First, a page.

That’s why we decided that cohorts are the one and only way to truly x-ray your business – and made them the basis of our model.

Two Forms of Presentation: Cohorts in Calendar View vs. Cohorts in Life Year View

Let’s start with the classic cohort view that you’ve probably seen many times before – we call it “cohorts in calendar year view”:

Image 3: Annual customer cohorts in calendar year view


You could describe that view like this: Events (in our case: a customer’s first purchase) are displayed in the calendar year they occurred (x-axis).

But instead of comparing and aggregating the development metrics of annual customer cohorts in terms of calendar years, you can also compare and aggregate them in life year view; meaning that you compare the values of a cohort’s first life year with the values of the other cohorts’ first life year – with no regard to the fact that it’s not the same calendar year we’re talking about. With that kind of view, it might get even easier to extract the most relevant insights from your analysis:

Image 4: Annual customer cohorts in life year view


For understanding and implementing the Business Vitality Model, it’s important to know both kinds of views for different kinds of insights you want to gather.

3) Implementation: Metric Breakdown & Visualization

So now, we have the basics straight: We know the relevant metrics (section 1) and we know the method we’ll apply (section 2). All that’s left to do now is to break down our annual customer cohorts across all the relevant metrics we identified – and have a closer look at how to visualize our analyses to maximize their insightfulness.

As described in article one, you best start with the basics:

  • Number of customers
  • Repurchase rate

Let’s look at the samples from article 1 again:

Image 5: Number of customers in calendar year view


Image 6: Repurchase rate in calendar year view


Image 7: Repurchase rate in life year view


To further increase explanatory power, we recommend to also look at your repurchase rates in life year view in the form of a line chart – comparison of cohort performance gets even more transparent with that as you see how values deviate from each other in every life year:

Image 8: Repurchase rate in life year view – line chart visualization


Another useful effect of this view is that it works like kind of an early-warning system: If business drivers develop negatively, you’ll recognize it early on. You can then derive a forecast for the upcoming years and develop strategic measures to improve performance (requirement 3 and 4 – more about that in article 3).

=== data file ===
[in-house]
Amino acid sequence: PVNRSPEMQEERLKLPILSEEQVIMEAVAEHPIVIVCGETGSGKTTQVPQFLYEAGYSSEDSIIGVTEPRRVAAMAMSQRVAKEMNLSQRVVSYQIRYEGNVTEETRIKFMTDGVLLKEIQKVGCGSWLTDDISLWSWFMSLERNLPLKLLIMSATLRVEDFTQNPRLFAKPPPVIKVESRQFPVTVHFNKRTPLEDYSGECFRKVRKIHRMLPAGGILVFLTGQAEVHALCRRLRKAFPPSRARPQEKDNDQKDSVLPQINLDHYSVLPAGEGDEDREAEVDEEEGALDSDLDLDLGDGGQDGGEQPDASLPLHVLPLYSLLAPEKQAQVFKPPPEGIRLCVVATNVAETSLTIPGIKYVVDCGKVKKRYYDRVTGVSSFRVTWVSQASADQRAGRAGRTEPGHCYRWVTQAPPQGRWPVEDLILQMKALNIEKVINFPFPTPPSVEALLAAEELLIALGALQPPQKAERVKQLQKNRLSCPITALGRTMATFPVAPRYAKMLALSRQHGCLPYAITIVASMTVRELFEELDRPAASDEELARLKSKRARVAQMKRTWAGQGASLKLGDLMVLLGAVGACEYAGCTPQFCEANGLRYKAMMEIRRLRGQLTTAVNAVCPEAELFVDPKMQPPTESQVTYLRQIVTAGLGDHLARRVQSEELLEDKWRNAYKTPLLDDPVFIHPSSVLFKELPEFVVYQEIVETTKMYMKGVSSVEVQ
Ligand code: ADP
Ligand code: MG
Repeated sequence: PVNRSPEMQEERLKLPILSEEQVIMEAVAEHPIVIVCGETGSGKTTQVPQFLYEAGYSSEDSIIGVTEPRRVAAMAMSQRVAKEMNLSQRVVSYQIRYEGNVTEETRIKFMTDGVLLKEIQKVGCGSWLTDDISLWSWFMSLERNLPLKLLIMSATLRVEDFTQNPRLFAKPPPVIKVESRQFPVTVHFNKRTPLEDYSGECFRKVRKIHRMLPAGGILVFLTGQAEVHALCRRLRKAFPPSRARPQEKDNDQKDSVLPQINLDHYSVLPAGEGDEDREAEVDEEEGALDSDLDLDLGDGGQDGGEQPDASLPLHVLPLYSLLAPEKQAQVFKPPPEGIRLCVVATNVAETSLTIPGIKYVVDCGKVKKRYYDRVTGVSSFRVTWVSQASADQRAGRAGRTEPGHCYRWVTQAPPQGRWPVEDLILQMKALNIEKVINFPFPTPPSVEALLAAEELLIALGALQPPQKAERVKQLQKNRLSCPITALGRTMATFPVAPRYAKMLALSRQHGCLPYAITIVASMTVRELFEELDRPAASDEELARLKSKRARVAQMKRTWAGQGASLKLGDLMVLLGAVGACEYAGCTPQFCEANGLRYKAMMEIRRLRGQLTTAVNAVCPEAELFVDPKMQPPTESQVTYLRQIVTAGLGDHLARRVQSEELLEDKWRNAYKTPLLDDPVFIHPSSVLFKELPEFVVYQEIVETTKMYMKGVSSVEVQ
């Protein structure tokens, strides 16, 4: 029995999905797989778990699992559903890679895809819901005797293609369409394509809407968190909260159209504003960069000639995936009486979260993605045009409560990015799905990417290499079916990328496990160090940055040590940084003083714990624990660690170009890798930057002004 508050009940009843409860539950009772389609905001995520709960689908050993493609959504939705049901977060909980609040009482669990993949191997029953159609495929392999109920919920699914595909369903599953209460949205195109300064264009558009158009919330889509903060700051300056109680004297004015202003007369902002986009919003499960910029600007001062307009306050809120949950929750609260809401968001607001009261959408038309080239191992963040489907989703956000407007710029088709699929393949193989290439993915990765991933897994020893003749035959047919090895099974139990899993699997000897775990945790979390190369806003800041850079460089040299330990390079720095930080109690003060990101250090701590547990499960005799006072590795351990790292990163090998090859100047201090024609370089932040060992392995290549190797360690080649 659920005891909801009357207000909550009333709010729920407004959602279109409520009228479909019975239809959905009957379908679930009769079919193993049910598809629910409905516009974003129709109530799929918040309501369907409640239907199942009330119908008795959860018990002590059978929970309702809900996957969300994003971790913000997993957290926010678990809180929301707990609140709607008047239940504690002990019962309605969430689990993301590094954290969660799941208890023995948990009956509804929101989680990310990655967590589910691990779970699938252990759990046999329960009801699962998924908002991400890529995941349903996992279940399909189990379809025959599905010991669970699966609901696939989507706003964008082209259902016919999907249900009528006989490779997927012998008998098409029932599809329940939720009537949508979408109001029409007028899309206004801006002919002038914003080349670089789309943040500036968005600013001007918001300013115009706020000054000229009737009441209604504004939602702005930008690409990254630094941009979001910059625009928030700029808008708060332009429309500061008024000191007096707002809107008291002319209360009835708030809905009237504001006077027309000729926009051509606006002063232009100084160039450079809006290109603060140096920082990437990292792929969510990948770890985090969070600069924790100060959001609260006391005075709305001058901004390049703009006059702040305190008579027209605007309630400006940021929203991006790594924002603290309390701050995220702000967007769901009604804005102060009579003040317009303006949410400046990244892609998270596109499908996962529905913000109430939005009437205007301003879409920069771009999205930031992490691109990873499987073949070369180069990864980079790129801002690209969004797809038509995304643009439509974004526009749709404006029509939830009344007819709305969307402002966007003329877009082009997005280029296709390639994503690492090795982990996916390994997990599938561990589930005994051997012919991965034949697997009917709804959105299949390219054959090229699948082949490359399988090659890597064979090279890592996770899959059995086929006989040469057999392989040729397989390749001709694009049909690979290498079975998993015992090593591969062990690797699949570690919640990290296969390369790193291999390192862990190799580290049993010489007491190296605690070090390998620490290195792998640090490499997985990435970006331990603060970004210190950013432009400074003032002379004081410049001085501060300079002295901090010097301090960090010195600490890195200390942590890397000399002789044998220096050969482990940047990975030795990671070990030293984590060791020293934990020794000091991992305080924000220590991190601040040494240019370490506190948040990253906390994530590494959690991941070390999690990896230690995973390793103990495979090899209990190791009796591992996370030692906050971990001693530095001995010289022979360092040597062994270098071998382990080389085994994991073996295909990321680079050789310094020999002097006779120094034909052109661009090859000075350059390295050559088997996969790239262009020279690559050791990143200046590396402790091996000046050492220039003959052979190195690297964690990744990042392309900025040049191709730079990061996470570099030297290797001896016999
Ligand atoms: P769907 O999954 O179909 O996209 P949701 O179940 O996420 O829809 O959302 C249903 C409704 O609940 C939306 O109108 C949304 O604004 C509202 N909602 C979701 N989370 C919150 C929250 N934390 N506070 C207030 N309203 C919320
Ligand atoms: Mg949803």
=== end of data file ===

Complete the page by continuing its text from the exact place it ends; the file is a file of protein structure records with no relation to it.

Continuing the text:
A useful step of visualization can also be to turn the analysis upside down (cohorts on the x-axis, repurchase rates on the y-axis) and visualize the course of the most important life years (the ones with significantly higher repurchase rates [= higher revenues] than the rest of the life years – e.g. life year 2-4), so the deviations between the performance of the single cohorts become even clearer:

Image 9: Repurchase rates in life year 2-4 – across all cohorts


As already stated in article one: In our sample case, it becomes evident that cohort performance in terms of sustainable business value significantly decreases over the course of the years – a development that has to be stopped as soon as possible (unless you are funded so well that you can afford to finance this expensive experiment).

To broaden your insight, you can now go through all the defined metrics (image 1 and 2) and break your cohorts down across them. Here are all the basic metrics again that we recommend for a start – this time as a list, so they become a little easier to extract:

  • Number of customers
  • Repurchase rate
  • Orders per customer
  • Order value per order
  • Order value per active customer
  • Order value
  • Cancellations
  • Revenue
  • Return rate
  • Net revenue
  • Net revenue per customer
  • Direct cost per customer (cost of goods + transaction cost)
  • Marketing cost per customer
  • Contribution margin III per customer
  • Contribution margin III

Based on these cohorts, you can always derive some interesting aggregated figures in various ways – depending on what kind of insight you’re interested in. For example, it makes sense for most of the cohort views to not only aggregate the numbers per calendar year in total, but also split up into new and existing customers.

4) Outlook: Next Article and Workshop

If you got to that point with the analysis, you can go into multiple directions: Extract insights for a performance review of the current year, forecast future years’ development based on your historical patterns and strategic measures you plan to implement, expand the list of metrics to dig deeper into single operational topics (e.g. shopping carts: items ordered, order value per item…), gather benchmark figures and compare your performance to the performance of your peers… the list of possibilities is long. We’ll have a closer look at some of these topics in article 3:

  • Forecasting
  • Impact of strategic measures
  • Scenario analyses
  • Breakdown to the operational level
  • Benchmarking


Now, it’s Your Turn!

First: Discuss With us – Online or in our Workshop!

What do you think about these ideas? Don’t hesitate to share your thoughts – via the comment section below or in person during our workshop about the Business Vitality Model:

November 8th, 2018 – 10am–5pm
Project A offices, Berlin

Join the workshop


Second: Have Your Own Business Analyzed!

What do your own numbers have to tell you? We offer to run the Business Vitality Model for you – first two signups get the analysis for free! Just register via our form and we’ll get in touch with you shortly.

Sign up for the Analysis


Leave a Reply

Your email address will not be published. Required fields are marked *